Kevin Frayer  /  AP
A visitor looks at images of Holocaust survivors that were taken on liberation day at the Auschwitz-Birkenau concentration camp on display at the Yad Vashem Holocaust Memorial in Jerusalem on Monday.
By Reporter
NBC News
updated 1/26/2005 7:03:35 AM ET 2005-01-26T12:03:35

"If something were to happen, I would like someone to remember that a man by the name of David Berger once lived."

These were the last lines David Berger, 19, wrote to his girlfriend, before he was shot to death by German soldiers in 1941.

Berger’s last wish has now been granted thanks to 21st century technology and 10 years of unstinting effort.

Yad Vashem, “a monument and a name,” situated in the hills of Jerusalem, is Israel’s national Holocaust memorial and late last year it launched an online database of 3 million Holocaust names.

The Names’ Database at  http://www.yadvashem.org is an attempt to reconstruct the names and life stories of all the Jews who perished in the Holocaust. The ultimate aim is to collect information on all 6 million Jews who died at hands of Nazi Germany.

To date, more than 3 million people around the world have already logged onto the Internet site which contains “Pages of Testimony” that have been collected at Yad Vashem since 1955. The pages and site contain a wealth of information with an advance search tool to help narrow down the search to the victim, his or her name, occupation, place of birth and "approximate age at death."

A turning point
For 78-year-old Eliezer Ayalon, the turning point was Aug. 28, 2000.

Ayalon, who lives in Jerusalem, told me it took 47 years before he could start talking about what had happened in the camps and how he managed to survive that hell. Eliezer kept the stories, as he said “ in my stomach” until August, 2000 when he decided to open his heart and let the horrors out.

He went to Yad Vashem and filled out five Pages of Testimony for his whole family who was murdered at the Treblinka death camp. Then it all came pouring out, he wrote a book and started giving lectures to students around the world on his first-hand experience of life before and after the Nazis.

The first thing I did after my conversation with Ayalon was to search the Yad Vashem site for his family. I typed in his former family name, before it was changed when he came to  Israel. It took the database two seconds to find his family name, Hershenfis. I immediately got acquainted with his past family and got drawn into a whole world, a world of one family and the story of a single survivor.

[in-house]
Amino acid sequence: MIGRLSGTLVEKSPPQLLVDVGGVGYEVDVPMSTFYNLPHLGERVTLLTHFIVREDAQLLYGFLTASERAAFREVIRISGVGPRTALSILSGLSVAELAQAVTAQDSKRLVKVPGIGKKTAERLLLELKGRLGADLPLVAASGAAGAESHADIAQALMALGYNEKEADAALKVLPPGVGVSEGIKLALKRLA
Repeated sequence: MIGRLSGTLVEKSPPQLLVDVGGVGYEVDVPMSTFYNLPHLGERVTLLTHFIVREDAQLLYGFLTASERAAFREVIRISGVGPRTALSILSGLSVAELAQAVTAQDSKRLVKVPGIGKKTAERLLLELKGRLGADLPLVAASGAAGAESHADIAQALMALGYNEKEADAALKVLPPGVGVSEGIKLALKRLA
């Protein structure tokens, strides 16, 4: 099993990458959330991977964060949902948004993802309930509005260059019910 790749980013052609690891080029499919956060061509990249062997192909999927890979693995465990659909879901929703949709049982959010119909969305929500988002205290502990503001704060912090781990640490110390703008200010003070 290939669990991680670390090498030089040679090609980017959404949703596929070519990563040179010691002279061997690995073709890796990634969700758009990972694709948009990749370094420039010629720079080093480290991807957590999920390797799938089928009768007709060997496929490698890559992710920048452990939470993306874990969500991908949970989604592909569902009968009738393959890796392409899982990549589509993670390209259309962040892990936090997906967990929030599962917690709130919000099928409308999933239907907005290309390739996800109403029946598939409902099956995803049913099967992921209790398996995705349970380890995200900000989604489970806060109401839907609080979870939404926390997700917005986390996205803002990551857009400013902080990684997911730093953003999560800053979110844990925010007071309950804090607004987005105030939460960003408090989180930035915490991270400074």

There was his father, Yisrael, 62, who was a shoemaker; brothers Meir, 27, and Aboush, 24, were both tailors; his sister Khalia, who only got to celebrate 20 birthdays; his mother Rivka, 58, who had stayed at home raising her children. They were all transported from the Radom ghetto in Poland to the Treblinka death camp where they died. 

Ayalon, among other survivors, sees these pages as a living gravestone for his family, who otherwise would have no physical record of existence. Now that there is an online database, he receives calls from people around the world asking questions about other survivors and victims he might have information about.

Finding a relative
Ruth Neuwald Falcon, of Seattle was in Israel attending a conference. While visiting Yad Vashem she searched the database and found information about a lost relative. Falcon was then reunited with her 95-year-old cousin, Miriam Roth, who lives on a kibbutz in the north of Israel.

There is no doubt that this Database is going to change the lives of Holocaust survivors and their families. Stories like that of Falcon are becoming more and more frequent in the Israeli media.

Yad Vashem points out that the Database is a work in progress and urges any survivors or their children to fill out Testimony Pages.

The site not only acts as a search tool, and an educational one, but also as a platform for submitting a testimony from anywhere in the world.

As the world this week mark the 60th anniversary of the liberation of the Auschwitz concentration camp, Yad Vashem sees this as a critical moment in history, a small window in time before many of the survivors themselves pass away.

NBC's Paul Goldman is based in Tel Aviv.

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